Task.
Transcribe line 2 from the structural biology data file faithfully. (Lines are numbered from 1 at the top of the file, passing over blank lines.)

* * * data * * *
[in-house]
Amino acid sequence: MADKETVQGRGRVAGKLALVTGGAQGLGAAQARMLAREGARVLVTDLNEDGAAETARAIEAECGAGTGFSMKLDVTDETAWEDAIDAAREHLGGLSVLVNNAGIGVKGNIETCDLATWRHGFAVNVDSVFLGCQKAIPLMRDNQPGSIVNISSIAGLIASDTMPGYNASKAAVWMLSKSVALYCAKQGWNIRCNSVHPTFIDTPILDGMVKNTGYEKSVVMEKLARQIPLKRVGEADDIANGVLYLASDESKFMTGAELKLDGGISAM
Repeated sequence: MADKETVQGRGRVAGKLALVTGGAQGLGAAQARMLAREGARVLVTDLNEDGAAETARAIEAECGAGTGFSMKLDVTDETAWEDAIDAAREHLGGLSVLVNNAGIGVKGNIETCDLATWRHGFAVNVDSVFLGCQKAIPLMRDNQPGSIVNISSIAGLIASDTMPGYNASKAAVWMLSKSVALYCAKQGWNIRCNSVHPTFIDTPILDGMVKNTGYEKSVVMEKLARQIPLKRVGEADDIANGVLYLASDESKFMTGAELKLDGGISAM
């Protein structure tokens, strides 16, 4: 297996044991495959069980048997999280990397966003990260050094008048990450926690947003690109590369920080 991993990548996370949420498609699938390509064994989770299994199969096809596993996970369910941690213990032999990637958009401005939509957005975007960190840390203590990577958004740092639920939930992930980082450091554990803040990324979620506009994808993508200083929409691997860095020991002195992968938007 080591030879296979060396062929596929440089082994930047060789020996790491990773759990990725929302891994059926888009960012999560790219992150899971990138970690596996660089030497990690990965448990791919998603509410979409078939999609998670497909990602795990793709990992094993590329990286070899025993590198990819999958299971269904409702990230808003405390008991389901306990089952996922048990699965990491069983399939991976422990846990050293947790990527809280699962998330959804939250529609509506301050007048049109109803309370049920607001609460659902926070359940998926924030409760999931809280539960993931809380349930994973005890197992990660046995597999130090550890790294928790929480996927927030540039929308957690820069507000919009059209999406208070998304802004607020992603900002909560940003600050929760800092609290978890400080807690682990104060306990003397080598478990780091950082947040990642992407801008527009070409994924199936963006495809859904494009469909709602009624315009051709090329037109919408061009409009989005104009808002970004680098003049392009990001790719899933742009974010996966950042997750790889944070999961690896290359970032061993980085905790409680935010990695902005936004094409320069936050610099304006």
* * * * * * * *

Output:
Amino acid sequence: MADKETVQGRGRVAGKLALVTGGAQGLGAAQARMLAREGARVLVTDLNEDGAAETARAIEAECGAGTGFSMKLDVTDETAWEDAIDAAREHLGGLSVLVNNAGIGVKGNIETCDLATWRHGFAVNVDSVFLGCQKAIPLMRDNQPGSIVNISSIAGLIASDTMPGYNASKAAVWMLSKSVALYCAKQGWNIRCNSVHPTFIDTPILDGMVKNTGYEKSVVMEKLARQIPLKRVGEADDIANGVLYLASDESKFMTGAELKLDGGISAM